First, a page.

Controversial Universal Credit scheme comes to Harlow

Universal CreditJOBCENTRE Plus chiefs are promoting the importance of a controversial payment system which launched last week in Harlow.

Universal Credit will replace the six existing types of benefit to offer a single monthly payment for eligible people in and out of work.

“For us it’s all quite new,” said Mike King, 52, manager of Harlow Jobcentre Plus in Crown Gate.

“The 14 Jobcentre Plus branches in Essex are among the last to adopt Universal Credit which began being rolled out nationwide in March 2015.

“Some of our staff went away for three weeks training (about how Universal Credit works) and we’re all quite excited to come back and start.

“(Nationally) it’s working really well.”

Universal Credit is being introduced in stages and will gradually replace Jobseekers Allowance, Employment and Support Allowance, Income Support, Child Tax Credit, Working Tax Credit and Housing Benefit.

The system is designed to simplify the process of claiming state payments which the Government hope will save money by reducing red tape while cutting down on benefit fraud and overpayments.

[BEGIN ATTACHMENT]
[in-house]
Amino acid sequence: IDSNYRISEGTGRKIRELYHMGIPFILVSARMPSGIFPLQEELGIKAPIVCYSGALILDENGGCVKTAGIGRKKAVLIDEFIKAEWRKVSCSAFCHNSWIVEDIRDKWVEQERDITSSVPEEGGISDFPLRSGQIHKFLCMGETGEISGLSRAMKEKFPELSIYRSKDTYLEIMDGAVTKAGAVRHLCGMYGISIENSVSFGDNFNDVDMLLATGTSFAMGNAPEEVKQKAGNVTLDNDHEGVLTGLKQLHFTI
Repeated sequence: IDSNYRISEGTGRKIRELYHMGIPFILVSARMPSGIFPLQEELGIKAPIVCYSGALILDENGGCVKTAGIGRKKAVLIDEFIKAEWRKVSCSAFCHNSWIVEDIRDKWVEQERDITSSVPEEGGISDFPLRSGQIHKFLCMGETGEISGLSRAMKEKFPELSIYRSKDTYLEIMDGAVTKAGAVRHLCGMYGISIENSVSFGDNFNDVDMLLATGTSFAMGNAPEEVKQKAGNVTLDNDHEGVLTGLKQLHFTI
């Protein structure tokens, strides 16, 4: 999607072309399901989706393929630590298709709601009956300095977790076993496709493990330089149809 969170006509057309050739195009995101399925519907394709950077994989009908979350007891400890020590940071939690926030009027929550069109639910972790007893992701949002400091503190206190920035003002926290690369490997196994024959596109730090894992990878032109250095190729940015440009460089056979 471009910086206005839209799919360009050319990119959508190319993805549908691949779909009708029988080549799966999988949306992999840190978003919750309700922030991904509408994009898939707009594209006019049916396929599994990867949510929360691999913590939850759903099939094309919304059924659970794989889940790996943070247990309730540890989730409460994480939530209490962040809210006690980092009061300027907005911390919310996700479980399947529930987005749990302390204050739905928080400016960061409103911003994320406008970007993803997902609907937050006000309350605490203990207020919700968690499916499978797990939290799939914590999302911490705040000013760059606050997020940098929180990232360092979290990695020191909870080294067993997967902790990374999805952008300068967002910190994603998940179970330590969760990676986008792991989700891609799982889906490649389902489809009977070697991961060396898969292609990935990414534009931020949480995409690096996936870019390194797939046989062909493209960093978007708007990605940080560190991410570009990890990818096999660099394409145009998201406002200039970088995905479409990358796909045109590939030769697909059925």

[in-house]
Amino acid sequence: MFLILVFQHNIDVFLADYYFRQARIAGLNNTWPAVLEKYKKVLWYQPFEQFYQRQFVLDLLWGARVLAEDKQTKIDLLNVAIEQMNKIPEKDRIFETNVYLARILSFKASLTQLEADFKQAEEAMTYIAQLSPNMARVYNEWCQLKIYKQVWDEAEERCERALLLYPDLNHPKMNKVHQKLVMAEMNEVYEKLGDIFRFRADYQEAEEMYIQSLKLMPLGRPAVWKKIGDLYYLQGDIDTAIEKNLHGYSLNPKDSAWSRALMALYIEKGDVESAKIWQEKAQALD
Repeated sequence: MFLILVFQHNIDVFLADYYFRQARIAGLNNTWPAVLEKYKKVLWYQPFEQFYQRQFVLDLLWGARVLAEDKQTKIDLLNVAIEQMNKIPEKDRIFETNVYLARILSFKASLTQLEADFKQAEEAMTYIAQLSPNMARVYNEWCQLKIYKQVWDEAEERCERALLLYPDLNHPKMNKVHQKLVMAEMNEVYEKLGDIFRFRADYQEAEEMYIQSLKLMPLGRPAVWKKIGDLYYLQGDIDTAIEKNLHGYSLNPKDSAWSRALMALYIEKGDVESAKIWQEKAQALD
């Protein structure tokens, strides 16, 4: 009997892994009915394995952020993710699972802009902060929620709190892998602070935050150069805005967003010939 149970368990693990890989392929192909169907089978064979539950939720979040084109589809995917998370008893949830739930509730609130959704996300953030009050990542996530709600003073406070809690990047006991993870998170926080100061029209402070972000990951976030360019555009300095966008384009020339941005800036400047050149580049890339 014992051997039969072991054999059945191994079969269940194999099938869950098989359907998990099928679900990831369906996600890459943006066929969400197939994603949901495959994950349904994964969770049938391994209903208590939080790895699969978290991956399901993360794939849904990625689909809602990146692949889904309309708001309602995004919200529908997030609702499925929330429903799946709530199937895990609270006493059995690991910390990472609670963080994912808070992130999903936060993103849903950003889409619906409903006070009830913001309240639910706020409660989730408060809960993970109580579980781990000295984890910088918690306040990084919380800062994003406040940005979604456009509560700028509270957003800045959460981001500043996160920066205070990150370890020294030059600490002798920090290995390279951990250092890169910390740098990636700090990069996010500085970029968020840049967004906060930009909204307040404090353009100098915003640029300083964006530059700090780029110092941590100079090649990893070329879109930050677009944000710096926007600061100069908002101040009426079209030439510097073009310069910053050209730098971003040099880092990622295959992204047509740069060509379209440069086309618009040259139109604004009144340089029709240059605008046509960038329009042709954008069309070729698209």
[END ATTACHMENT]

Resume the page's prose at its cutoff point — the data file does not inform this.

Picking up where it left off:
At present only newly unemployed people will claim Universal Credit and those claiming other benefits being phased out should carry on doing so until being instructed differently.

People may now be advised by Jobcentre Plus to begin claiming payment under the new system if their circumstances change.

Mr King said: “We’re still waiting for our first claims but in the 80 per cent of the country’s job centres where UC is running most found that claims didn’t all come in straight away.

“As the weeks go on I think we will be taking more and more claims and the number of cases logged will build up over time. People will be pushed towards Universal Credit.”

Latest Government figures state that in total 320,000 people have claimed under the new system while for every 100 people finding a job under Job Seekers Allowance 113 have under Universal Credit.

Mr King credits increased support and the changed role of a work coach in helping claimants find jobs more easily.

“The big change is that it’s supportive all the way through once someone makes a claim and they go into work it still supports them,” he said.

“Their work coach will still support them if they have any issues. If they are made unemployed again their claim will remain open. There are a number of ways of getting support.

“Not all people can claim Universal Credit, but there are people who are eligible who do not get Job Seekers Allowance. It can be that people are receiving Universal Credit and still receiving some benefits.”

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